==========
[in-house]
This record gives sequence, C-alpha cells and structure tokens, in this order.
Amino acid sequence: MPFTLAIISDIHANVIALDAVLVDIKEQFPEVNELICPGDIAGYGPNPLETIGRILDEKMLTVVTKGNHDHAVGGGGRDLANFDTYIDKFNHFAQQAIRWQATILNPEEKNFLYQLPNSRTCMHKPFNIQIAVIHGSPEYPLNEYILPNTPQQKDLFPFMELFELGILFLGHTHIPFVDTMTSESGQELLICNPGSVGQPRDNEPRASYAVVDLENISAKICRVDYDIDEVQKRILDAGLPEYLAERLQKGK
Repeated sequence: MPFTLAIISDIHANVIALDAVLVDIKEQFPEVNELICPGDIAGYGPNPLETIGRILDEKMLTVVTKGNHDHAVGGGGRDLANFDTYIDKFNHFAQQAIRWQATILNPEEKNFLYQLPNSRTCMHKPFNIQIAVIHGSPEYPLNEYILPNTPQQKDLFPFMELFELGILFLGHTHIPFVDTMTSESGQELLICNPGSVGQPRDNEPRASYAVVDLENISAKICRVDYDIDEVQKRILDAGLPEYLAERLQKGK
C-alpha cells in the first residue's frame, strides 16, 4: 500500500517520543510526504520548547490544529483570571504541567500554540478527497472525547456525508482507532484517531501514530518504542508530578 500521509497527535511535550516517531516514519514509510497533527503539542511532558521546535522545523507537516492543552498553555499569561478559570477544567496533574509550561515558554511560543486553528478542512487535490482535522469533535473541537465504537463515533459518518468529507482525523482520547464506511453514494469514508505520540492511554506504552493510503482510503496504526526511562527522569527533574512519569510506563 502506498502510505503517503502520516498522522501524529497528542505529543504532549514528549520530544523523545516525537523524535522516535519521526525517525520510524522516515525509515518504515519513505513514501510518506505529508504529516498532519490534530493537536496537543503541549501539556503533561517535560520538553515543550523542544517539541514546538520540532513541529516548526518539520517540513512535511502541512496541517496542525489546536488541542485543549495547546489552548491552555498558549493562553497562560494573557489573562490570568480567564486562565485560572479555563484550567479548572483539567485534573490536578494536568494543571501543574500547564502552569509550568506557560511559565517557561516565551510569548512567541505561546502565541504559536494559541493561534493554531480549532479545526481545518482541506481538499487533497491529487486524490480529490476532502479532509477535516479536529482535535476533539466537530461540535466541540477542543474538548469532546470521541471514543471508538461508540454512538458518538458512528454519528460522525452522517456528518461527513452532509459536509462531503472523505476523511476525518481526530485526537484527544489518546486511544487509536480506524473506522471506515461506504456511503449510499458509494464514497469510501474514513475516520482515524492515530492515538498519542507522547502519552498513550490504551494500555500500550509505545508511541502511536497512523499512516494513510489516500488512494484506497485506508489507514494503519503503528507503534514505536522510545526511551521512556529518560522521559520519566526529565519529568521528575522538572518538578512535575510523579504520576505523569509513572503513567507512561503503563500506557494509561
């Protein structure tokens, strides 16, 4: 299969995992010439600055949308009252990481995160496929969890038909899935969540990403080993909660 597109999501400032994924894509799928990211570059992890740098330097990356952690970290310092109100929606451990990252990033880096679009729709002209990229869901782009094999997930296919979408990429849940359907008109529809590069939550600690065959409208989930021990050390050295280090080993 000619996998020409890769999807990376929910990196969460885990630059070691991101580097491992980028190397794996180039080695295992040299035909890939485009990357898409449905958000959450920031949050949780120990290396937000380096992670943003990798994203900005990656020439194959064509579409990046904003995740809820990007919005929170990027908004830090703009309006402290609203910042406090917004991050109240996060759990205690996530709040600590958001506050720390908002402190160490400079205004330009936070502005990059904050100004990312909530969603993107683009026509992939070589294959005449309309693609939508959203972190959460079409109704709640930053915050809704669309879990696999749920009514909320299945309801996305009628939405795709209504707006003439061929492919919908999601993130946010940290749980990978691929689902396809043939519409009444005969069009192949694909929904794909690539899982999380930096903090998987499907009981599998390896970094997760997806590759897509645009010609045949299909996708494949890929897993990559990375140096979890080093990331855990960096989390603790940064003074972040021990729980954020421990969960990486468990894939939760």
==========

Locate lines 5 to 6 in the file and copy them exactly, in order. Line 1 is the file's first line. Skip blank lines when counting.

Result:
C-alpha cells in the first residue's frame, strides 16, 4: 500500500517520543510526504520548547490544529483570571504541567500554540478527497472525547456525508482507532484517531501514530518504542508530578 500521509497527535511535550516517531516514519514509510497533527503539542511532558521546535522545523507537516492543552498553555499569561478559570477544567496533574509550561515558554511560543486553528478542512487535490482535522469533535473541537465504537463515533459518518468529507482525523482520547464506511453514494469514508505520540492511554506504552493510503482510503496504526526511562527522569527533574512519569510506563 502506498502510505503517503502520516498522522501524529497528542505529543504532549514528549520530544523523545516525537523524535522516535519521526525517525520510524522516515525509515518504515519513505513514501510518506505529508504529516498532519490534530493537536496537543503541549501539556503533561517535560520538553515543550523542544517539541514546538520540532513541529516548526518539520517540513512535511502541512496541517496542525489546536488541542485543549495547546489552548491552555498558549493562553497562560494573557489573562490570568480567564486562565485560572479555563484550567479548572483539567485534573490536578494536568494543571501543574500547564502552569509550568506557560511559565517557561516565551510569548512567541505561546502565541504559536494559541493561534493554531480549532479545526481545518482541506481538499487533497491529487486524490480529490476532502479532509477535516479536529482535535476533539466537530461540535466541540477542543474538548469532546470521541471514543471508538461508540454512538458518538458512528454519528460522525452522517456528518461527513452532509459536509462531503472523505476523511476525518481526530485526537484527544489518546486511544487509536480506524473506522471506515461506504456511503449510499458509494464514497469510501474514513475516520482515524492515530492515538498519542507522547502519552498513550490504551494500555500500550509505545508511541502511536497512523499512516494513510489516500488512494484506497485506508489507514494503519503503528507503534514505536522510545526511551521512556529518560522521559520519566526529565519529568521528575522538572518538578512535575510523579504520576505523569509513572503513567507512561503503563500506557494509561
């Protein structure tokens, strides 16, 4: 299969995992010439600055949308009252990481995160496929969890038909899935969540990403080993909660 597109999501400032994924894509799928990211570059992890740098330097990356952690970290310092109100929606451990990252990033880096679009729709002209990229869901782009094999997930296919979408990429849940359907008109529809590069939550600690065959409208989930021990050390050295280090080993 000619996998020409890769999807990376929910990196969460885990630059070691991101580097491992980028190397794996180039080695295992040299035909890939485009990357898409449905958000959450920031949050949780120990290396937000380096992670943003990798994203900005990656020439194959064509579409990046904003995740809820990007919005929170990027908004830090703009309006402290609203910042406090917004991050109240996060759990205690996530709040600590958001506050720390908002402190160490400079205004330009936070502005990059904050100004990312909530969603993107683009026509992939070589294959005449309309693609939508959203972190959460079409109704709640930053915050809704669309879990696999749920009514909320299945309801996305009628939405795709209504707006003439061929492919919908999601993130946010940290749980990978691929689902396809043939519409009444005969069009192949694909929904794909690539899982999380930096903090998987499907009981599998390896970094997760997806590759897509645009010609045949299909996708494949890929897993990559990375140096979890080093990331855990960096989390603790940064003074972040021990729980954020421990969960990486468990894939939760």